How to Avoid Willful Infringement
Intellectual Property News: Patent, Trademark, and Copyright
To set the scene, the Federal Circuit held in Underwater Devices Inc. v. Morrison-Knudsen Co., 717 F.2d 1380 (1983) that a potential infringer has an affirmative duty to exercise due care to determine whether or not he or she is infringing. This placed the burden on the potential infringer to seek competent counsel and obtain either a non-infringement opinion or invalidity opinion prior to undertaking the possible infringing activities. This would prevent a finding of willful infringement and treble damages.
The decision in Underwater Devices put an extremely heavy emphasis on obtaining non-infringement opinions and/or invalidity opinions in order to ensure that a court could not hold that any infringement was willful. However, in 2007, the Federal Circuit n In re Seagate Technology, LLC, 497 F.3d 1360 (Fed. Cir. 2007) reversed its previous holding in Underwater Devices and adopted an “objective recklessness” standard. This standard removed the affirmative duty of the infringer to obtain an opinion from counsel. As a result of the decision in In re Seagate, the bar was dramatically lowered for an infringer to demonstrate that the infringement was not willful by allowing any argument of non-infringement or invalidity to be presented well after the infringing activities.
This standard remained in effect until the Supreme Court decided in Halo Electronics, Inc. v. Pulse Electronics, Inc., 136 S. Ct. 1923 (2016) that the In re Seagate decision was overly rigid. Thus, the Court shifted the pendulum back in the opposite direction toward Underwater Devices by disregarding the objective standard in In re Seagate and, instead, adopting a “subjective recklessness” standard. This encourages the Court to analyze the “particular circumstances” of each case on a case-by-case basis. While this decision does not put an absolute burden back on the potential infringer to provide an infringement opinion or validity opinion, as provided in Underwater Devices, it breathes life back into the importance of obtaining an infringement opinion at the outset of undertaking any potentially infringing actions instead of waiting to present such arguments at trial.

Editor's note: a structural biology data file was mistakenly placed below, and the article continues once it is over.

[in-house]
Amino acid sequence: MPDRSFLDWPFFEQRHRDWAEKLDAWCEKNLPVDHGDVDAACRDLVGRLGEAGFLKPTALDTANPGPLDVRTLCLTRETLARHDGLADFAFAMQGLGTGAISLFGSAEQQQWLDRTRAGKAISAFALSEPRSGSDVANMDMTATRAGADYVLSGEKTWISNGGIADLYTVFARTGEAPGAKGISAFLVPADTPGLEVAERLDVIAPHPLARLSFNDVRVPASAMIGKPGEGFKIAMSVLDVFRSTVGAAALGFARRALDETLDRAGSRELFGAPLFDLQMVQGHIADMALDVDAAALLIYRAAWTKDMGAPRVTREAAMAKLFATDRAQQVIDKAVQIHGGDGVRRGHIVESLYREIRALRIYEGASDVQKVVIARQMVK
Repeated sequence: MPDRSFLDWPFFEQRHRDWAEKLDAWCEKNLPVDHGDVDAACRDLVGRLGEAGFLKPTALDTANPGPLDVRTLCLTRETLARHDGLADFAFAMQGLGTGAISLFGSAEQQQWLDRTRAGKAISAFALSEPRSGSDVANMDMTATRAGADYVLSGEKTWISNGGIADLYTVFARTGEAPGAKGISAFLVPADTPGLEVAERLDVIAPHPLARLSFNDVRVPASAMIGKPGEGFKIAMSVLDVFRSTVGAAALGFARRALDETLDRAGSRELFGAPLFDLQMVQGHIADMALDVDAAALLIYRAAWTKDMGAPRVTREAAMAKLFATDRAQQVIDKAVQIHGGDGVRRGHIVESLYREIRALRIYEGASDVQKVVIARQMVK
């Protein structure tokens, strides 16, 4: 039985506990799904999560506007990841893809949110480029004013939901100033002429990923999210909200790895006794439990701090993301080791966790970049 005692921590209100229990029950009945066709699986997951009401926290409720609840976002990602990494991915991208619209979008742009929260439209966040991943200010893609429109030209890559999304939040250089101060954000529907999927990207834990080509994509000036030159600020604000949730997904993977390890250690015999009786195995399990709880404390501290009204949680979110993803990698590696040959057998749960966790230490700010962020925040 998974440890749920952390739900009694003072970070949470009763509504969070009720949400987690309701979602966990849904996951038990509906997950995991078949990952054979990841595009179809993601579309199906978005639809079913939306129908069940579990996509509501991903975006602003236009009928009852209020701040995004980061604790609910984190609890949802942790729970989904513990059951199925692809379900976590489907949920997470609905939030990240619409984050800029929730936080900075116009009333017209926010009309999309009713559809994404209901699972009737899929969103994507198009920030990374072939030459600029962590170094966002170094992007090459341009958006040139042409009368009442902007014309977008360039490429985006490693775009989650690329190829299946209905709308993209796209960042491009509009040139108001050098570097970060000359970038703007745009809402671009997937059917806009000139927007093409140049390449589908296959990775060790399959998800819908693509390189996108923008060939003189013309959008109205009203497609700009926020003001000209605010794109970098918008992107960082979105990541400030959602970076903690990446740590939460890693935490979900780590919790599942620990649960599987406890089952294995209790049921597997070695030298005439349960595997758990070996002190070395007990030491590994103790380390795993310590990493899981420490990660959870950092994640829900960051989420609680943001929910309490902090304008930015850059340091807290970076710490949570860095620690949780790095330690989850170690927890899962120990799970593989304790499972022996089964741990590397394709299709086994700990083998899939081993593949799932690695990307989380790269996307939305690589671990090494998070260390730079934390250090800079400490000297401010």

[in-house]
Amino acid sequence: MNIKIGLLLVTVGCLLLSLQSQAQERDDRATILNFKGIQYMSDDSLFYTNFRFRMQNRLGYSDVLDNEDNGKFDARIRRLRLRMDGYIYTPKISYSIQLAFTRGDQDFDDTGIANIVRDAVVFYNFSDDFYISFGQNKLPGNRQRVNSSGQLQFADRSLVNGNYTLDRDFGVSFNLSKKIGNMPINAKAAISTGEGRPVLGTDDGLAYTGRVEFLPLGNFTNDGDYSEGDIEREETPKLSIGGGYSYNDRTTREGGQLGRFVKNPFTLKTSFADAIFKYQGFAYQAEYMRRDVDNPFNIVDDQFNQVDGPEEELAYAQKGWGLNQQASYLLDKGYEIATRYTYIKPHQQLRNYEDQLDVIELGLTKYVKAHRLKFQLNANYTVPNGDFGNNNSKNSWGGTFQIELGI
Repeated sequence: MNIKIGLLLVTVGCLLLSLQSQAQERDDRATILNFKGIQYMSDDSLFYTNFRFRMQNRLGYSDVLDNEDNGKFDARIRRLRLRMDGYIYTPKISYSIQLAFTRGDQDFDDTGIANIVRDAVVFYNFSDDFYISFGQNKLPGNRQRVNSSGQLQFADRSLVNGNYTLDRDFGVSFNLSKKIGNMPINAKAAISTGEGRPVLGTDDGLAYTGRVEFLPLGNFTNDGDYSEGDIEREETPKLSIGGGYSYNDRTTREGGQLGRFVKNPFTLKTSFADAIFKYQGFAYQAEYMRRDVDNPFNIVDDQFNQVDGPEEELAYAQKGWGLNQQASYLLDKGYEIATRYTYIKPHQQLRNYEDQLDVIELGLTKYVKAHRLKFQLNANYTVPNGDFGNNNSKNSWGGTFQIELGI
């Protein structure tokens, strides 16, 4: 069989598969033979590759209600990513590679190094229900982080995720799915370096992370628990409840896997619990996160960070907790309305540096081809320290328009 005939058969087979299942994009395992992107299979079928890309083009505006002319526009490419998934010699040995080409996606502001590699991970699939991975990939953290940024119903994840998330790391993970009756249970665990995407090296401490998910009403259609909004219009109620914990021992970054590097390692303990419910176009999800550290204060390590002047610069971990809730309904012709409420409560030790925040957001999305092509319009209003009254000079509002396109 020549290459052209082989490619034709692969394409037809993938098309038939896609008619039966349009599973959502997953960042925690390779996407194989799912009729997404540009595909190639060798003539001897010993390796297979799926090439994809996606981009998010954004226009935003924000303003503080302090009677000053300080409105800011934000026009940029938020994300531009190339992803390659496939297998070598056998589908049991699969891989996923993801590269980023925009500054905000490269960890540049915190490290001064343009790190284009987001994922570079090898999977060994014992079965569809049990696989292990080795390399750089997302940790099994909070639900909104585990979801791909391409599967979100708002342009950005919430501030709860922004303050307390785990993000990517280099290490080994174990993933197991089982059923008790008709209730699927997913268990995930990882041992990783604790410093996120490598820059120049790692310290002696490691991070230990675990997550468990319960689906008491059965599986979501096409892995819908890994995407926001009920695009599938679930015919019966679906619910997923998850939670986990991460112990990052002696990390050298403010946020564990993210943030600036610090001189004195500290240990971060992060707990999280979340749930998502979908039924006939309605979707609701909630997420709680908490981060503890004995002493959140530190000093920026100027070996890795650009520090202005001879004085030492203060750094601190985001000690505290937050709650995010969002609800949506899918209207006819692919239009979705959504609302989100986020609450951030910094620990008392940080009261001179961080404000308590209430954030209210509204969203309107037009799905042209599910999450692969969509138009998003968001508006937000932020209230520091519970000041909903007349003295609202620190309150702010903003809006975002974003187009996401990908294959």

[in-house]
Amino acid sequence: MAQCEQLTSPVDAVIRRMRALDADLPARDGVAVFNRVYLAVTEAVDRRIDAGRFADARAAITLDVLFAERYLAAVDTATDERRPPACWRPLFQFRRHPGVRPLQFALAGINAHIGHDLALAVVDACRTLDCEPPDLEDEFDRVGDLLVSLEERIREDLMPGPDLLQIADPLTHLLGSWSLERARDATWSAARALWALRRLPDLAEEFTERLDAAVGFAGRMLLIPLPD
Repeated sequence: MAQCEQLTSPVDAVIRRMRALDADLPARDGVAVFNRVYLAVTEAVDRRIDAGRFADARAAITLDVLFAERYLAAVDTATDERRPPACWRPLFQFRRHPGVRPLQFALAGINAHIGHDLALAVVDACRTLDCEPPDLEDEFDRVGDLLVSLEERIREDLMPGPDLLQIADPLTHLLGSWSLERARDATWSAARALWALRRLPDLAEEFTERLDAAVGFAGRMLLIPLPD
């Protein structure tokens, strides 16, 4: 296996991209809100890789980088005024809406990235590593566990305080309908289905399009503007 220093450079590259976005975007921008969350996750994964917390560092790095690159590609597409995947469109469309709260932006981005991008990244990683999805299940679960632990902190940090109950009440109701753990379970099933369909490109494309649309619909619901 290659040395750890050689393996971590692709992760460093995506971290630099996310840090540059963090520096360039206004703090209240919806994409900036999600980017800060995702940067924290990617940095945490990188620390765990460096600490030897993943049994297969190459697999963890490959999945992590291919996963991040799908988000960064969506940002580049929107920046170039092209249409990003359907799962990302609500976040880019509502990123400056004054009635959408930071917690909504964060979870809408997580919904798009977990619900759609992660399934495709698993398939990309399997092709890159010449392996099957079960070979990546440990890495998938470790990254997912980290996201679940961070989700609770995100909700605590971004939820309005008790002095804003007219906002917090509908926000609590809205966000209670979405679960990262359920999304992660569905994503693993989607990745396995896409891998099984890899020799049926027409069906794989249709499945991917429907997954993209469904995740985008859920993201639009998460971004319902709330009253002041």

As a result of the Halo decision in 2016, it is critical that companies seek competent counsel and obtain these types of opinions sooner than later to rebut any claims of willful infringement. Often, companies may seek such an opinion from a competent in-house employee due to his or her familiarity with the potentially infringing product, such as legal counsel, patent attorney or other, patent agents, or engineers. The critical question though is whether such an opinion may be successfully relied upon in court to prove non-willful infringement or whether the opinion may be deemed to be self-serving and unreliable when prepared by an in-house employee, especially one that is not a qualified patent attorney.
With respect to opinions written by in-house non-patent related counsel, it was held in Underwater Devices that obtaining legal advice from a company’s own in-house counsel who is not a patent attorney is only one factor to be weighed when determining lack of good faith. Therefore, just because an attorney is in-house counsel does not mean that the attorney’s opinions are necessarily suspect. The Federal Circuit held in Radio Steel & Mfg. Co. v. MTD Products, Inc., 788 F.2d 1554, 1559 (Fed.Cir.1986) that an oral opinion by non-patent counsel was sufficient to form the basis of a defendant’s good-faith belief. Similarly, the court in Western Electric Co., Inc. v. Stewart–Wagner Corp., 631 F.2d 333, 337 (4th Cir.1980) held that reliance on an opinion prepared by in-house counsel was reasonable. It should be noted, however, that the opinion provided by the in-house counsel in Underwater Devices contained only unsupported conclusions regarding the validity of the patent and infringement without a thorough review of the file histories of the patents at issue. Therefore, it cannot be said that an attorney must be an experienced patent attorney to be considered competent in preparing an infringement or validity opinion. Instead, the attorney is held to the same standard and expected to provide the same level of due diligence that would be expected of any patent attorney.
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